Uganda’s decade and a half military intervention in Somalia could have brought several benefits to both countries, but President Yowers Museveni’s loyalty to the Mogadishu government is now proving to be a mixed blessing for Uganda Airlines.
The airline , which already serves Mogadishu, has difficulties expanding the service to Hargeisa in the self-declared autonomous state of Somaliland. Hargeisa is one of the first 16 regional destinations that the newly designed Ugandan airline wanted to launch as part of the establishment of the regional network for medium and long haul flights. The first of these kicks off on October 4th.
While the airline sees strong demand for connectivity between Entebbe and Hargeisa, multiple sources say there has been no progress in securing landing rights for Uganda Airlines. There does not appear to be any active engagement between the two countries on this issue, and officials from the Transportation and Foreign Ministries were non-binding upon request.
Fred Byamukama, owner of the Transportation Protocol, pleaded for time for the establishment to be up to date because he was only a few months old in the ministry. He didn’t respond to follow-up calls.
Bageya Waiswa, the state secretary at the Ministry of Labor and Transport, said he was averse to micromanaging and left it to the airline’s management to drive expansion plans on their own. Uganda and Somalia have signed a liberal bilateral air transport agreement, according to which each country can designate several airlines to operate air services without capacity or frequency restrictions. Mogadishu is one of the routes Uganda Airlines is already making profits on. Company officials believe Hargeisa would be another profitable route.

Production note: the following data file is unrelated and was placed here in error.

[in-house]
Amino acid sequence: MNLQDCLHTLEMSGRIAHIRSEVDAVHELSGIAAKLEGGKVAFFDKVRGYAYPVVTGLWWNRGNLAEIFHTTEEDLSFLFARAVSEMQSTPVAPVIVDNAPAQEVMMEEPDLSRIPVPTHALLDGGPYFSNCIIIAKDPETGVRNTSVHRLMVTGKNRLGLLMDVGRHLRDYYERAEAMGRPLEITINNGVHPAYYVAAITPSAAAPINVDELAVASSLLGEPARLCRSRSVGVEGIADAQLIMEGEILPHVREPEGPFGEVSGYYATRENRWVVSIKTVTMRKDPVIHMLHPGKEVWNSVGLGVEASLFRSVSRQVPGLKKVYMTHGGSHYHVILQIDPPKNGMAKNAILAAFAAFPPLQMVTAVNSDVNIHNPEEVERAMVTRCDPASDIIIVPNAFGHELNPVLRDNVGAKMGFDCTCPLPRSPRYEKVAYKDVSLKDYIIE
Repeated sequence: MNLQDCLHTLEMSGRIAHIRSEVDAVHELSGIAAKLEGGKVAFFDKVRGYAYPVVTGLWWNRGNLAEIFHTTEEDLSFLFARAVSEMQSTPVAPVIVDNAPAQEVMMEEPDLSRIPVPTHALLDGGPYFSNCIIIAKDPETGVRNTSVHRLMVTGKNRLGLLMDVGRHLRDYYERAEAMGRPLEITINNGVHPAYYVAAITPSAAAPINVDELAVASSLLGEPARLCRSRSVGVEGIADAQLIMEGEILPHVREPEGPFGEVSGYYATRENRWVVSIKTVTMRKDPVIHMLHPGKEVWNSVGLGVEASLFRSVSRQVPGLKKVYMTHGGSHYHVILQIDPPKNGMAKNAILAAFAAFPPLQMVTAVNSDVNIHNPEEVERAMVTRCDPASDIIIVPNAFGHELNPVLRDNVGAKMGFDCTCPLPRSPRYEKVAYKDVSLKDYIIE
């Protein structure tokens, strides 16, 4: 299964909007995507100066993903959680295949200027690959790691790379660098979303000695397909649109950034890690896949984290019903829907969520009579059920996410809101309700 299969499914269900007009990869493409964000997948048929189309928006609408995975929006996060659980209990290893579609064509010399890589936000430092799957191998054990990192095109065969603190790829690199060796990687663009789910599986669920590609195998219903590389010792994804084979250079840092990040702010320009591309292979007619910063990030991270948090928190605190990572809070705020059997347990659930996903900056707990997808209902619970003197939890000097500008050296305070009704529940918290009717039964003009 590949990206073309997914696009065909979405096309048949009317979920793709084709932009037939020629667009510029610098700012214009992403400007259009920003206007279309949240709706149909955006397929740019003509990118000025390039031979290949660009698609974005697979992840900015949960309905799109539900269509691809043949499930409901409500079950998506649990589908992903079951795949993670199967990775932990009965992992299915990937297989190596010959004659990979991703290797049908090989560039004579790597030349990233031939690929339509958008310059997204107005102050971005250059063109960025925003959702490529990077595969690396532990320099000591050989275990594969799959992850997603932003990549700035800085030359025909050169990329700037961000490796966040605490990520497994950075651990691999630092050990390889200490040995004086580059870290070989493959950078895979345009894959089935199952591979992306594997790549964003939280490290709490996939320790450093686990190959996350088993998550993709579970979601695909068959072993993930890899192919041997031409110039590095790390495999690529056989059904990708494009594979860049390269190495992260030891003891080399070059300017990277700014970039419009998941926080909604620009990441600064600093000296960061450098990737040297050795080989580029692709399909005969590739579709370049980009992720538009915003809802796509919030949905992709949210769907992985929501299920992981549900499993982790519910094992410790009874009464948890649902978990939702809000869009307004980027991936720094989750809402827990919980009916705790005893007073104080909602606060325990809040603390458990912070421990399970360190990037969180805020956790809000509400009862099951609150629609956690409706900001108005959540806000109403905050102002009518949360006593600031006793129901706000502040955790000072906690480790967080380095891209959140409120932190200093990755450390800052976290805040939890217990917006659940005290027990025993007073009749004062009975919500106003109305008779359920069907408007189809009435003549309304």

It is the service that would also generate connecting traffic to services to the Middle East and India and the UK when those services are rolled out.
Somaliland officials are keen to have an airlift between Entebbe and their regional capital. They have sent several delegations to Kampala on the matter since the days of the defunct Air Uganda, but were unable to convince Ugandan officials.
Observers believe that the reluctance of government officials is due to Uganda be careful not to upset Mogadishu, whose regime it has supported since sending troops in 2007. Mogadishu regards Somaliland as one of the country’s federal member states and does not recognize its quest for independence.
Without a green light from Mogadishu, the future service would face several logistical challenges. Uganda does not have a consulate or security presence in Somaliland. This would make the issuing of visas and the security screening of travelers more difficult. A State Department official who is not authorized to speak for the ministry said there were no foreseeable plans to establish a diplomatic presence in Hargeisa Union Mission in Somalia, Kampala, has a lot of leverage to secure itself
A number of international airlines, including African Express Airways, Air Arabia, Ethiopian and FlyDubai, already offer flights to Hargeisa. They offer 37 flights a week to five countries, including Kenya, which is served by a single service every week.
Uganda Airlines will launch its first intercontinental flight to Dubai, London, Mumbai and Guanghzou on October 4th soon to follow as restrictions on travelers from Uganda are relaxed. A strong regional network is needed to supply international flights.